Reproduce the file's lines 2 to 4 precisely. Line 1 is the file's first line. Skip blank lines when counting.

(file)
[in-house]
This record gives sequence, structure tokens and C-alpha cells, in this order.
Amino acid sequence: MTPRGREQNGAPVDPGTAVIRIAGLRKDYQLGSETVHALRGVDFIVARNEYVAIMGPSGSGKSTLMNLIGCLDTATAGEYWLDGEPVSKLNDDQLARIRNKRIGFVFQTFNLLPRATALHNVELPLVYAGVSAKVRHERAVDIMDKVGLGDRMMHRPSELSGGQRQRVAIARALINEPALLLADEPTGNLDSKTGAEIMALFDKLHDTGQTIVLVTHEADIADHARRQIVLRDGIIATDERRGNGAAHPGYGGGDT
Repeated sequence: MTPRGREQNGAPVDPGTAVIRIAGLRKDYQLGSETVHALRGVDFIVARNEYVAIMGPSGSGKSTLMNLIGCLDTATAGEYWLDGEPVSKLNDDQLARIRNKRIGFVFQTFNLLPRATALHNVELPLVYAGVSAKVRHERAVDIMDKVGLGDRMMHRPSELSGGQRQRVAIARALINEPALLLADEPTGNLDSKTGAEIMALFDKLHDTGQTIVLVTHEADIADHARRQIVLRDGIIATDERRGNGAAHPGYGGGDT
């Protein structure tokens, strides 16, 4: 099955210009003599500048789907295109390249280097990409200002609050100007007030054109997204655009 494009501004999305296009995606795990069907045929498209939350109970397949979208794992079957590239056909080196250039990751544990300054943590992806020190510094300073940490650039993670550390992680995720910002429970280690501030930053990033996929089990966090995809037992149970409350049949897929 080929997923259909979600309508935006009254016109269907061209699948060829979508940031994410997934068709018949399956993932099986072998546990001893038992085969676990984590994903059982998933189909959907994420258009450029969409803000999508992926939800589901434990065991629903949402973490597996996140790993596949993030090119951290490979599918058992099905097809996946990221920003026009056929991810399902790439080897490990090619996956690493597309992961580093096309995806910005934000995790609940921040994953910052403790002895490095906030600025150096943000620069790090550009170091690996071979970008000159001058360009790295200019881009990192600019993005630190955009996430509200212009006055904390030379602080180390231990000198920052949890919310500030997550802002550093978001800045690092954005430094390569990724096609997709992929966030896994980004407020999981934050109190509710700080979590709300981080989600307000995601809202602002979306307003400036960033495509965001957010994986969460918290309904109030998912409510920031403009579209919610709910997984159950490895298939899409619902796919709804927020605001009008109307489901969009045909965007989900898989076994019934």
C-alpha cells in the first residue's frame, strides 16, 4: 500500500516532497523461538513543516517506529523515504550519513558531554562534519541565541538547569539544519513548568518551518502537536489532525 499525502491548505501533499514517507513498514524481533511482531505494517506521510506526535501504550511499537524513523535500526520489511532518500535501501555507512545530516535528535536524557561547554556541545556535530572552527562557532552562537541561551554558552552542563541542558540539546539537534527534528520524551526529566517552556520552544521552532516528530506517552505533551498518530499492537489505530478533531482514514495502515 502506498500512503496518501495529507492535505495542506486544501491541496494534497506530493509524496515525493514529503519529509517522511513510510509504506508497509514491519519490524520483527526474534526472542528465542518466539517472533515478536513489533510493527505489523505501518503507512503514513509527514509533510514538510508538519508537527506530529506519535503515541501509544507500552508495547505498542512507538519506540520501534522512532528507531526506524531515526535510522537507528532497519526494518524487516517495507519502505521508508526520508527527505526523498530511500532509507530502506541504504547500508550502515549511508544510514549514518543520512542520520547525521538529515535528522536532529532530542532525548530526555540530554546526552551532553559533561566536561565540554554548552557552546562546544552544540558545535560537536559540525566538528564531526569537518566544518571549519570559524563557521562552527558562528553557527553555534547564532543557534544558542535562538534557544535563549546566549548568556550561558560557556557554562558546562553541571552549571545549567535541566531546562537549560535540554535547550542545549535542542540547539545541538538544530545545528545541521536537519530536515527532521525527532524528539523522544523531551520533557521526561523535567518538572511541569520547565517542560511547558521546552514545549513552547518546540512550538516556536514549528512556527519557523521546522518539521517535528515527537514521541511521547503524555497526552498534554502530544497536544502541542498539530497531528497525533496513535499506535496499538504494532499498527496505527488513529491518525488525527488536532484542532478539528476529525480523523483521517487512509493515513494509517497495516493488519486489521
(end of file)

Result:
This record gives sequence, structure tokens and C-alpha cells, in this order.
Amino acid sequence: MTPRGREQNGAPVDPGTAVIRIAGLRKDYQLGSETVHALRGVDFIVARNEYVAIMGPSGSGKSTLMNLIGCLDTATAGEYWLDGEPVSKLNDDQLARIRNKRIGFVFQTFNLLPRATALHNVELPLVYAGVSAKVRHERAVDIMDKVGLGDRMMHRPSELSGGQRQRVAIARALINEPALLLADEPTGNLDSKTGAEIMALFDKLHDTGQTIVLVTHEADIADHARRQIVLRDGIIATDERRGNGAAHPGYGGGDT
Repeated sequence: MTPRGREQNGAPVDPGTAVIRIAGLRKDYQLGSETVHALRGVDFIVARNEYVAIMGPSGSGKSTLMNLIGCLDTATAGEYWLDGEPVSKLNDDQLARIRNKRIGFVFQTFNLLPRATALHNVELPLVYAGVSAKVRHERAVDIMDKVGLGDRMMHRPSELSGGQRQRVAIARALINEPALLLADEPTGNLDSKTGAEIMALFDKLHDTGQTIVLVTHEADIADHARRQIVLRDGIIATDERRGNGAAHPGYGGGDT